One of the dramatic changes in the 2008 election was the significant increase in the number of voters who cast their ballots before Election Day, Nov. 4. About a third of voters (34%) said they cast their ballots before Election Day, up from only 20% in 2004 and 2006. Almost one-in-five (19%) said they voted early in person and 14% said they voted early by mail. The number of early voters is expected to increase in this year’s election, analysts predict.

Early voters and Election Day voters were nearly identical in their preferences in 2008: 53% of early voters and 50% of those who voted on Election Day cast their ballots for Barack Obama. Similarly, 43% of early voters supported John McCain, compared with 45% of Election Day voters.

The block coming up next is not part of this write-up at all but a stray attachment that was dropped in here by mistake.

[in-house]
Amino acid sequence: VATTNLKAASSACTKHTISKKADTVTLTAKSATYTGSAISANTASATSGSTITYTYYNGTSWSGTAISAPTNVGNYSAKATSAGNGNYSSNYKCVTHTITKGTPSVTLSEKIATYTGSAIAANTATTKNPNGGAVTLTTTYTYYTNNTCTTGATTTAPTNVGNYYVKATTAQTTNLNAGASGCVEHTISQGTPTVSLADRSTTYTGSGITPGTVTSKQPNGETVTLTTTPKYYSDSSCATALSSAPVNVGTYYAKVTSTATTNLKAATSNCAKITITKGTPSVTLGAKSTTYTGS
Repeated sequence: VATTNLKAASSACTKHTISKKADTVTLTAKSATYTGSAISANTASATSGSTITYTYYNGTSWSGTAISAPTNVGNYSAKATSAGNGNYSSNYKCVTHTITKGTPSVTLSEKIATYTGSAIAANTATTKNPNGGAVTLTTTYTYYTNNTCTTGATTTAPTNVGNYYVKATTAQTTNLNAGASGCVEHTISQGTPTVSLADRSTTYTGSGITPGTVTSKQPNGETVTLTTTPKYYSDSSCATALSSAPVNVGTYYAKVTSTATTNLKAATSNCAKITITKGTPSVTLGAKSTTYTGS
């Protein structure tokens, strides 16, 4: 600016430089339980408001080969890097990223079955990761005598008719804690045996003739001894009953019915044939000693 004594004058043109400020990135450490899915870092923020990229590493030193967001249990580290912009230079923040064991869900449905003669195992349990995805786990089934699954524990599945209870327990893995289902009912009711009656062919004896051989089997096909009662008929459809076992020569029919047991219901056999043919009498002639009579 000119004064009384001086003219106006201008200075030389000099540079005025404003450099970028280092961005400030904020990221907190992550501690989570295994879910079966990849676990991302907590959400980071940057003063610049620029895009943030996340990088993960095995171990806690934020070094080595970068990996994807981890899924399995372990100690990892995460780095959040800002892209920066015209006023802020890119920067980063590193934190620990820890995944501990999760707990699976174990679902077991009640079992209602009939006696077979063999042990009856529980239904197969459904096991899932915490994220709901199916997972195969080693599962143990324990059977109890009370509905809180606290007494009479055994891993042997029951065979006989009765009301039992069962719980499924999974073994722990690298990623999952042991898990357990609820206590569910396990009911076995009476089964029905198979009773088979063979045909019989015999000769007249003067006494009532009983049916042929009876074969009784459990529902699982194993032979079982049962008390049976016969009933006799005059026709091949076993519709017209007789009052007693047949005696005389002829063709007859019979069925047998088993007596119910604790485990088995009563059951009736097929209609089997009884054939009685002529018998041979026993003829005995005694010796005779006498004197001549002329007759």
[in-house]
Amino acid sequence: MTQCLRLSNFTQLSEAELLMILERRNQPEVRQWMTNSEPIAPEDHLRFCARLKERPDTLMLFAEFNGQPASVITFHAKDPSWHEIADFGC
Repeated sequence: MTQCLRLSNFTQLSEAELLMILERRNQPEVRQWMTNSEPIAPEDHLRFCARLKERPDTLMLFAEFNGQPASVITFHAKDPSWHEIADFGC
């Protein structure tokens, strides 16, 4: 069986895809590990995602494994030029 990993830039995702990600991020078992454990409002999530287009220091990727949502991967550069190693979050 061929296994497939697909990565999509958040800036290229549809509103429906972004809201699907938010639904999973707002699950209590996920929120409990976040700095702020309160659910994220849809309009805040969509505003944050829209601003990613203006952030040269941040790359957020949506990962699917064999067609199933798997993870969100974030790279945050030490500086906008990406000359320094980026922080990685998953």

Women were more likely than men to vote early, particularly by mail. Women made up 60% of early voters overall, and 66% of those voting by mail. Early voters also were older than those who voted on Election Day. A quarter of early voters were 65 or older compared with 18% of all voters. Nearly a third (32%) of voters who mailed their ballots were 65 or older. There were no significant differences in when people cast their ballot by education or income.

Nearly half of those who voted early (48%) said they did so because they thought the process would be more accessible or convenient than voting on Election Day; 31% said they wanted to avoid lines or crowds at the polling place, 11% said they voted early for convenience, and 5% said they thought it would be easier to vote. Early voters who cast their ballots in person were much more likely to say they voted early to avoid waiting in line than those who voted by mail (41% vs. 16%). Read More

Russell Heimlich  is a former web developer at Pew Research Center.